Nevada Democratic Party officials think they have the solution to boosting participation in next year’s presidential caucuses, and it’s as easy as phoning it in.
The officials in May unveiled their idea to allow registered Nevada Democrats the option of virtual participation if they can’t make it to sites on the day of the caucuses, Feb. 22, 2020. Party officials recently talked about the details of the telephone-based virtual caucuses.
Molly Forgey, the communications director for the state Democratic Party, said that while participation on caucus day was still important, the addition of a virtual option was meant to allow the largest number of people possible to participate. “We don’t want to limit this in any way,” she said.
Caucuses differ from primaries in that party rules have required voters show up at the caucus locations and spend part of their day participating in discussions about opposing candidates. In 2016, Nevada’s Democratic presidential caucuses began at noon, though lines at caucus sites formed well before that. A little after 2 p.m., as most caucusgoers were heading home, the Associated Press called the race with former Secretary of State Hillary Clinton the winner.
Caucuses historically have produced lower voter turnout than primaries, and in past remarks Shelby Wiltz, the caucus director for the Nevada Democrats, said that a virtual option could increase turnout for those who cannot spend time caucusing at the physical caucus location, such as members of the military, travelers or disabled people. Nevada party officials proposed the changes after the Democratic National Convention after the 2016 presidential primary season called on states to increase accessibility during caucuses, up to and including online voting.
How will the virtual caucus work?
Virtual caucusing in Nevada — and Iowa, another state that will be using a similar program — will be done by phone or online communications apps Skype and Google Hangouts. These apps have a phone call option, which will be used instead of the video call.
The decision to conduct the telecaucus, Nevada Democratic Party Executive Director Alana Mounce said, was made to ensure all registered Democrats in Nevada had the ability to participate.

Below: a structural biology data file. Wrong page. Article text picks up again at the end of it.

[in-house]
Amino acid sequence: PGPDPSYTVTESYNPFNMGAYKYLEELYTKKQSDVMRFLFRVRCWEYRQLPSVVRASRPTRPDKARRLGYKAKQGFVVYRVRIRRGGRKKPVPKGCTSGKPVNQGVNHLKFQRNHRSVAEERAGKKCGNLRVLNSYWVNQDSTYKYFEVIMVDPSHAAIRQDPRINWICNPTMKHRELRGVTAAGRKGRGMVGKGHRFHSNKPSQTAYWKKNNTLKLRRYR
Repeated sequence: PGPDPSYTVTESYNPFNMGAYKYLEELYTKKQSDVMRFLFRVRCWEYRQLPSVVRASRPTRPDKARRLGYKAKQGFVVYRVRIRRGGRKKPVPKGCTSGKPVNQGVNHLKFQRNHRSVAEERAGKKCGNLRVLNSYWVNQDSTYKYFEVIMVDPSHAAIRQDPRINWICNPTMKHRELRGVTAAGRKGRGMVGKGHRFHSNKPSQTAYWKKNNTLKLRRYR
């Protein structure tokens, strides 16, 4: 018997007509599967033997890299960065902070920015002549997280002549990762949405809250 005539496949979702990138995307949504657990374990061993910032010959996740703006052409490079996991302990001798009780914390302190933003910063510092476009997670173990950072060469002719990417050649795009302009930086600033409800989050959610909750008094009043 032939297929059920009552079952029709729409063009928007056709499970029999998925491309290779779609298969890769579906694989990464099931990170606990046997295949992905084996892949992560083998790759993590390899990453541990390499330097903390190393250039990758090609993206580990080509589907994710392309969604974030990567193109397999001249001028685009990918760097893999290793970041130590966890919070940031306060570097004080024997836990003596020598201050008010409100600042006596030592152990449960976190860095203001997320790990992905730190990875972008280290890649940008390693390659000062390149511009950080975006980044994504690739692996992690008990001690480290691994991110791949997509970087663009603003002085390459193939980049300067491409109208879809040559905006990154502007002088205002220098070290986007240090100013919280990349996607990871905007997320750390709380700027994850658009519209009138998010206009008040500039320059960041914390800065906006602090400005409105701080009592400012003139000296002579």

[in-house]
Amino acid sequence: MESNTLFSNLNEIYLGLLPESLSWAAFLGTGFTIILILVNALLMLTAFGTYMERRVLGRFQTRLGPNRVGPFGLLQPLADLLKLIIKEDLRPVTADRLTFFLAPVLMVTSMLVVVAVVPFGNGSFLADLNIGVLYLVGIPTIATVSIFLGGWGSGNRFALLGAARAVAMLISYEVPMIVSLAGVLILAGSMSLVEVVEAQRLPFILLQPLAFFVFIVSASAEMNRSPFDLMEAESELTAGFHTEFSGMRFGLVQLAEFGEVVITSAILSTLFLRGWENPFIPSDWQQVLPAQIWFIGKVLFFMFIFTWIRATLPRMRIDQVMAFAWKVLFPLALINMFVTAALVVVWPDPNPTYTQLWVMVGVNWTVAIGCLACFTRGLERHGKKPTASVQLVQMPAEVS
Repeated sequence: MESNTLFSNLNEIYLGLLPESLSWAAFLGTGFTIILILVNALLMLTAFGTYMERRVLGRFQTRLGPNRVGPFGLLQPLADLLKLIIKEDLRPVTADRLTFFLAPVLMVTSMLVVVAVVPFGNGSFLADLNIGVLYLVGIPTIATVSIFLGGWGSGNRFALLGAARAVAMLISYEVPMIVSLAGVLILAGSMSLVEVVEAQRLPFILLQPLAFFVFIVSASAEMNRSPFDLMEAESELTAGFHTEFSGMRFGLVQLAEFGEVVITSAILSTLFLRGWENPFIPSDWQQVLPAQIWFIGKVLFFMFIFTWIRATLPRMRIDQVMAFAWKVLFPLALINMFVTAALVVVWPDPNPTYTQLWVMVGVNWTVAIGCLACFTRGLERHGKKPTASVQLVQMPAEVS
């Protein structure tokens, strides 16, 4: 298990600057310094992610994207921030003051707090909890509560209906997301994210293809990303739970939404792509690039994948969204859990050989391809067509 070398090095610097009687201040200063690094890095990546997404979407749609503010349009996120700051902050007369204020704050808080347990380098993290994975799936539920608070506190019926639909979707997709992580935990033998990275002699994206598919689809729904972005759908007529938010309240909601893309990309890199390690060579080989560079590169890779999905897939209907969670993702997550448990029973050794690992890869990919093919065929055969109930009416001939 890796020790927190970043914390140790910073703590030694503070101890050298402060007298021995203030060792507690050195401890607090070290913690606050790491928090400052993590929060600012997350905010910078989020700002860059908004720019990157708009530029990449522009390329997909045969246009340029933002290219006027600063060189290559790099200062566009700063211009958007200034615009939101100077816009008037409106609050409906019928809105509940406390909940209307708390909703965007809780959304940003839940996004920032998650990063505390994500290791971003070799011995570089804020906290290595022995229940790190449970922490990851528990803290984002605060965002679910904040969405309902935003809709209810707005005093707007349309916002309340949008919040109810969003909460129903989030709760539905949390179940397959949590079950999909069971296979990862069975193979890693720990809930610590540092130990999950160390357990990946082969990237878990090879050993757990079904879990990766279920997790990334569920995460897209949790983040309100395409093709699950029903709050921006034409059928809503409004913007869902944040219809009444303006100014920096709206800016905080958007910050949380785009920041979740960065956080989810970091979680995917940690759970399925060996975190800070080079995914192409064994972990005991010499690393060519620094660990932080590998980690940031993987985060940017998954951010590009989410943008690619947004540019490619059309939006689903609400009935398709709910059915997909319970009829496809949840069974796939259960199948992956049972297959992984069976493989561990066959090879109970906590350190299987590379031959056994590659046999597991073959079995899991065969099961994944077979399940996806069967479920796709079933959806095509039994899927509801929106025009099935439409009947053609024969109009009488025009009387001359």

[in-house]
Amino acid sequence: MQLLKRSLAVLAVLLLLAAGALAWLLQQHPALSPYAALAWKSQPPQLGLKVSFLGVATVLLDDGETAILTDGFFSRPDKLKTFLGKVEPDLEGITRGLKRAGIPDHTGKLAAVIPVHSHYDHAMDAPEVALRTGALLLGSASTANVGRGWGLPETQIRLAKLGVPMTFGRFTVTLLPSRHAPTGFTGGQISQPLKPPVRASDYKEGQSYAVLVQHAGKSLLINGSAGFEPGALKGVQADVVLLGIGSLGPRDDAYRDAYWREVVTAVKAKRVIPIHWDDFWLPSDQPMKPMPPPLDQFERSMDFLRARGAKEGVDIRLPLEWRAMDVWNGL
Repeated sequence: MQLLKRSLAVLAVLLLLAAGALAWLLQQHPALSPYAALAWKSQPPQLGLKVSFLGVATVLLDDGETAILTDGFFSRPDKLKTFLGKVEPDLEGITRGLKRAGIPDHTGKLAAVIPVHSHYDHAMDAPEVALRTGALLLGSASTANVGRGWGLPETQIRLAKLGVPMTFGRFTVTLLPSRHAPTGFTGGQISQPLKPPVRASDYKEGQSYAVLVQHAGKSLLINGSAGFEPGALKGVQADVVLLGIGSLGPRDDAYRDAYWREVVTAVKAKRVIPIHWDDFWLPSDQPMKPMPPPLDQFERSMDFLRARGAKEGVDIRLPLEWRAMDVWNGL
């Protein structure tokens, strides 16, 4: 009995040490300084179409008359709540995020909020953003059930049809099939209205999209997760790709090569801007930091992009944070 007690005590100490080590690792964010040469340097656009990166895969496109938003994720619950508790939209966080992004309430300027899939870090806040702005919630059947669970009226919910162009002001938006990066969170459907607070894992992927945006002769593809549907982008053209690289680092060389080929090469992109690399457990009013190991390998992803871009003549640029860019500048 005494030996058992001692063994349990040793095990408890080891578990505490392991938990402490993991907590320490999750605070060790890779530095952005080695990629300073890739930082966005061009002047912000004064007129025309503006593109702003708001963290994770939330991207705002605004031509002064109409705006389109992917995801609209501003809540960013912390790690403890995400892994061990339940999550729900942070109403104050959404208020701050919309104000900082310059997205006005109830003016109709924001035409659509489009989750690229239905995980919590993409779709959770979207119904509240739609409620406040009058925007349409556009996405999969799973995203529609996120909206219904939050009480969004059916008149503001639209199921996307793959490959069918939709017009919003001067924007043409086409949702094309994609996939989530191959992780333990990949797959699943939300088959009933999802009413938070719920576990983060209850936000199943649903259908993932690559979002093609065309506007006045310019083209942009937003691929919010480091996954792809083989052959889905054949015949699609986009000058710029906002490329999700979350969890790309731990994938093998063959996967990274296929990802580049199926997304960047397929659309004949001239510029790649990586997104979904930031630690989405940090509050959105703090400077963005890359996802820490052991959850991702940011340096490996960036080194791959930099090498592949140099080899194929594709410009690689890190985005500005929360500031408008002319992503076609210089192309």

The caucus-by-phone option may appeal to those in rural areas where internet access can be dismal and travel to a caucus site can be formidable. “We wanted a caucus that every Nevadan can use,” Mounce said.
To participate, voters must have registered as a Democrat in Nevada by Nov. 30. From 9 a.m. Jan. 1, 2020, to 5 p.m. Jan. 15, 2020, registered Democrats can sign up to participate in the virtual caucus. Those who register for the virtual caucus will receive a unique login credential and a number to call to participate.
The virtual caucuses will take place Feb. 16-17, 2020. On those dates, participants can call in on their phone or computer, present their credentials and select their candidates either verbally or by entering their selections in the keypad. The virtual caucus will have three language options: English, Spanish and Tagalog.
Participants will be able to select a list of preferences — for example, former Vice President Joe Biden for their first choice, Sen. Kamala Harris, D-Calif., for their second choice and so on. The number of choices virtual participants will have is not set as of now, Forgey said, but the party hopes it will be soon.
At the end of the call, participants confirm their preferences, and the voter’s responsibility is done.
The Nevada Democratic Party will staff a hotline to address any issues with the virtual caucus — such as, for example, the call dropping in the middle of the process.
Votes cast in the virtual caucus will be counted at individual voter’s precinct location. Caucus precincts are identical to regular voting precincts.
The Nevada Democratic Party will track callers’ location to determine in which precinct their vote should be counted.
The party will release raw alignment totals — the total votes for candidates at the end of Caucus Day — after all of the caucuses are concluded and, for the first time, will have a Democratic National Committee-required mechanism in place to hold a recount.
What about security?
Forgey said the virtual caucus process would undergo testing with input from the DNC’s tech team and other outside security experts before the Nevada caucuses.
Multifactor authentication will be required before the party gives out the unique credentials to voters. What form that will ultimately take, Forgey said, is currently being worked out — possibilities she mentioned were Social Security numbers or other ID numbers. Regardless, Nevada Democrats will have to provide proof of who they are before a credential is given out, party officials said.
As of now, when actually entering their selections during the virtual caucus, voters will only need their login credentials.